Arthur Morris (bishop)

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Arthur Morris
Bishop of St Edmundsbury and Ipswich
Diocese Diocese of St Edmundsbury and Ipswich
In office 1954–1965
Predecessor Richard Brook
Successor Leslie Brown
Other posts Bishop of Pontefract and Archdeacon of Pontefract (1949–1954)
Ordination 1922 (deacon); 1923 (priest)
by William Wand
Consecration 1949
Personal details
Born (1898-02-20)20 February 1898
Died 15 October 1977(1977-10-15) (aged 79)
Ipswich, Suffolk, United Kingdom
Nationality British
Denomination Anglican
Residence Holbrook, Suffolk (at death)
Parents E. H. Morris
Spouse Evelyn Woods (m. 1924; she d. 1953)
Children three sons
Alma mater Fitzwilliam College, Cambridge

Arthur Harold Morris (20 February 1898 – 15 October 1977)[1] was an Anglican bishop in the 20th century.[2]

Education and family

Born the son of E. H. Morris (of Ross-on-Wye, Herefordshire),[3] Arthur was educated at Fitzwilliam College, Cambridge, taking the degrees Bachelor of Arts (BA) and Bachelor of Laws (LLB) in 1920, and proceeding Cambridge Master of Arts (MA Cantab) in 1924. He became a second lieutenant in the King's Regiment (Liverpool) in 1917, during World War I, trained for the ministry at Ridley Hall, Cambridge[3] and was ordained a deacon on Trinity Sunday (11 June) 1922[4] and a priest the next Trinity Sunday (27 May), both times by William Wand, Bishop of London, at St Paul's Cathedral.[5] He married Evelyn Ethel Woods in 1924 and they had three sons before he was widowed in 1953.[3]


Following his title post, as assistant curate of All Soul, Harlesden,[6] Morris' first incumbency was as Vicar of Great Clacton with Little Holland (1926–1930), after which he served the Church Pastoral-Aid Society as Metropolitan Secretary (from 1930). He then returned to vicaring, at St Mark's Hamilton Terrace[7] (in Marylebone, London, from 1933), later (1939–1946) also becoming Rural Dean of the St Marylebone area. He was as an RAF chaplain in World War II (1940–1945) and served, briefly, as a Proctor in Convocation for London in 1945. After the war had ended — in 1946 —, he became both Archdeacon of Halifax and a canon (of St Hilda) of Wakefield Cathedral, and was elected a Proctor for that diocese.[3]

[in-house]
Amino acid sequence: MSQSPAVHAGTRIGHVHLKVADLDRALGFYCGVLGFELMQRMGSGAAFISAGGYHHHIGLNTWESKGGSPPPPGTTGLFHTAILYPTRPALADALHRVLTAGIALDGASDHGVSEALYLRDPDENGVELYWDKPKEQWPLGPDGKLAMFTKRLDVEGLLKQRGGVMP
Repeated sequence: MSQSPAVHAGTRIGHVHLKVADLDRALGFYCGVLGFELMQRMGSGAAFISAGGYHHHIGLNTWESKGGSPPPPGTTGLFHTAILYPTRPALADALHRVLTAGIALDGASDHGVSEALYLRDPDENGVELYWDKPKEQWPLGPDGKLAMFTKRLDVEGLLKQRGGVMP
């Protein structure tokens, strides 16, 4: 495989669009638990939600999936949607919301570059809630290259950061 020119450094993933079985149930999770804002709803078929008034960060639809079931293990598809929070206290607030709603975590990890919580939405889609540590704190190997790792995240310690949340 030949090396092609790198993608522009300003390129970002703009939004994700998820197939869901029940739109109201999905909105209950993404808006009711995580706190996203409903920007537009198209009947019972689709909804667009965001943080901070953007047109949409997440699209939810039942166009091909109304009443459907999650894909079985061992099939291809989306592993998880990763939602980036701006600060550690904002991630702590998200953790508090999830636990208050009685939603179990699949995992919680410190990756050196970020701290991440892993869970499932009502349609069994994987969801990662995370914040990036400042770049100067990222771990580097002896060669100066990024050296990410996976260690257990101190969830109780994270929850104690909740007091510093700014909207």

In 1949, he was moved to a different archdeaconry and canonry of the same diocese and cathedral — Archdeacon of Pontefract and St Chad's canon[3] — and additionally appointed to the episcopate as the third Bishop of Pontefract, the bishop suffragan of the diocese.[8] His appointment to the suffragan See was approved in August 1949[9] and he was ordained and consecrated a bishop on All Saints' Day (1 November) at York Minster.[10] He was translated to be the diocesan Bishop of St Edmundsbury and Ipswich in 1954;[11] he was installed at St Edmundsbury Cathedral on 22 July 1954.[12] He was awarded the Lambeth degree of Doctor of Divinity (DD) the same year and entered the House of Lords as a Lord Spiritual in 1959.[3] He retired in 1965,[1] living at the time of his death at Holbrook, Suffolk;[3] he died in his sleep at Ipswich.[6]


  1. ^ a b Obituary — The Right Rev A. H. Morris The Times Monday 17 October 1977; p. 15; Issue 60136; col. F
  2. ^ Handbook of British Chronology, Fryde, E.B; Greenway D.E; Porter,S; Roy, I; Cambridge, CUP,1996 ISBN 978-0-521-56350-5
  3. ^ a b c d e f g Morris, Arthur Harold. Who Was Who. 1920–2016 (April 2014 online ed.). A & C Black, an imprint of Bloomsbury Publishing plc. Retrieved 12 April 2017. closed access publication – behind paywall
  4. ^ "Ordinations on Trinity Sunday (Archived; subscription only)". Church Times (#3099). 16 June 1922. p. 638. ISSN 0009-658X. Retrieved 12 April 2017. (Subscription required (help)).
  5. ^ "Ordinations on Trinity Sunday (Archived; subscription only)". Church Times (#3149). 1 June 1922. p. 638. ISSN 0009-658X. Retrieved 12 April 2017. (Subscription required (help)).
  6. ^ a b "in memoriam: Arthur Morris (Archived; subscription only)". Church Times (#5984). 21 October 1977. p. 13. ISSN 0009-658X. Retrieved 13 April 2017. (Subscription required (help)).
  7. ^ Church website
  8. ^ Wakefield Diocese web-site
  9. ^ "Bishop of Pontefract (Archived; subscription only)". Church Times (#4513). 5 August 1949. p. 511. ISSN 0009-658X. Retrieved 12 April 2017. (Subscription required (help)).
  10. ^ "Church News: Personal (Archived; subscription only)". Church Times (#4524). 31 October 1949. p. 706. ISSN 0009-658X. Retrieved 12 April 2017. (Subscription required (help)).
  11. ^ The Times, Friday 16 July 1954; p. 10; Issue 52985; col. B New Bishop of St Edmundsbury and Ipswich
  12. ^ "New Bishop of St. Edmundsbury enthroned (Archived; subscription only)". Church Times (#4773). 30 July 1954. p. 575. ISSN 0009-658X. Retrieved 13 April 2017. (Subscription required (help)).
Church of England titles
Preceded by
Tom Longworth
Bishop of Pontefract
Succeeded by
George Clarkson
Preceded by
Richard Brook
Bishop of St Edmundsbury and Ipswich
Succeeded by
Leslie Brown
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